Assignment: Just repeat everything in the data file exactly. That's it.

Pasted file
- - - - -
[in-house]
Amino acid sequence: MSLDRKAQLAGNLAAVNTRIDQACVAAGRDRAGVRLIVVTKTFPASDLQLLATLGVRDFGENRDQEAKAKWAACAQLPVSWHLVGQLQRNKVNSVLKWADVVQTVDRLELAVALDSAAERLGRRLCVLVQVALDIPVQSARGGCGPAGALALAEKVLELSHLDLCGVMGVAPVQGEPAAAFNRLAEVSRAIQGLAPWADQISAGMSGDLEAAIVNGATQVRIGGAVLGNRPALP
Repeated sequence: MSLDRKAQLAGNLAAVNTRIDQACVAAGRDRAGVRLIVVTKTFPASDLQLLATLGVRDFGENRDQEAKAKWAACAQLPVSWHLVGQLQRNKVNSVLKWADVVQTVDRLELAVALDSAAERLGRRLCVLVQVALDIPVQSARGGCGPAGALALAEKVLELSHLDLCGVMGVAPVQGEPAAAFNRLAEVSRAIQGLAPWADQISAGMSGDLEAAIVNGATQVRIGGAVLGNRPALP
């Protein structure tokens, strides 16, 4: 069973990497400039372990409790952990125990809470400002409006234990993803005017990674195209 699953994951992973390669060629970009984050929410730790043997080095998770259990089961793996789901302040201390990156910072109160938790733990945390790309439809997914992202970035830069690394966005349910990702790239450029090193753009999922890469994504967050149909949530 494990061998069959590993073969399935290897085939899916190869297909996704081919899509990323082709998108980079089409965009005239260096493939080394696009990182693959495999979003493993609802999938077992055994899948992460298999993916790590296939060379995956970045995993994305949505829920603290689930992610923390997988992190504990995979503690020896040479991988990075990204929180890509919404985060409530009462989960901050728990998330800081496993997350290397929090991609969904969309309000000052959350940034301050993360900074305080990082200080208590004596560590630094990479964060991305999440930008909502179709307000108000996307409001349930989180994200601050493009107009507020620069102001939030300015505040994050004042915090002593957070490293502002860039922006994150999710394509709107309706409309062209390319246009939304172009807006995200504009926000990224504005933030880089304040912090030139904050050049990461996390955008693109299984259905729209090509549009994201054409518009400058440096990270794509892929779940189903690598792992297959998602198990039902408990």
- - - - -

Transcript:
[in-house]
Amino acid sequence: MSLDRKAQLAGNLAAVNTRIDQACVAAGRDRAGVRLIVVTKTFPASDLQLLATLGVRDFGENRDQEAKAKWAACAQLPVSWHLVGQLQRNKVNSVLKWADVVQTVDRLELAVALDSAAERLGRRLCVLVQVALDIPVQSARGGCGPAGALALAEKVLELSHLDLCGVMGVAPVQGEPAAAFNRLAEVSRAIQGLAPWADQISAGMSGDLEAAIVNGATQVRIGGAVLGNRPALP
Repeated sequence: MSLDRKAQLAGNLAAVNTRIDQACVAAGRDRAGVRLIVVTKTFPASDLQLLATLGVRDFGENRDQEAKAKWAACAQLPVSWHLVGQLQRNKVNSVLKWADVVQTVDRLELAVALDSAAERLGRRLCVLVQVALDIPVQSARGGCGPAGALALAEKVLELSHLDLCGVMGVAPVQGEPAAAFNRLAEVSRAIQGLAPWADQISAGMSGDLEAAIVNGATQVRIGGAVLGNRPALP
């Protein structure tokens, strides 16, 4: 069973990497400039372990409790952990125990809470400002409006234990993803005017990674195209 699953994951992973390669060629970009984050929410730790043997080095998770259990089961793996789901302040201390990156910072109160938790733990945390790309439809997914992202970035830069690394966005349910990702790239450029090193753009999922890469994504967050149909949530 494990061998069959590993073969399935290897085939899916190869297909996704081919899509990323082709998108980079089409965009005239260096493939080394696009990182693959495999979003493993609802999938077992055994899948992460298999993916790590296939060379995956970045995993994305949505829920603290689930992610923390997988992190504990995979503690020896040479991988990075990204929180890509919404985060409530009462989960901050728990998330800081496993997350290397929090991609969904969309309000000052959350940034301050993360900074305080990082200080208590004596560590630094990479964060991305999440930008909502179709307000108000996307409001349930989180994200601050493009107009507020620069102001939030300015505040994050004042915090002593957070490293502002860039922006994150999710394509709107309706409309062209390319246009939304172009807006995200504009926000990224504005933030880089304040912090030139904050050049990461996390955008693109299984259905729209090509549009994201054409518009400058440096990270794509892929779940189903690598792992297959998602198990039902408990």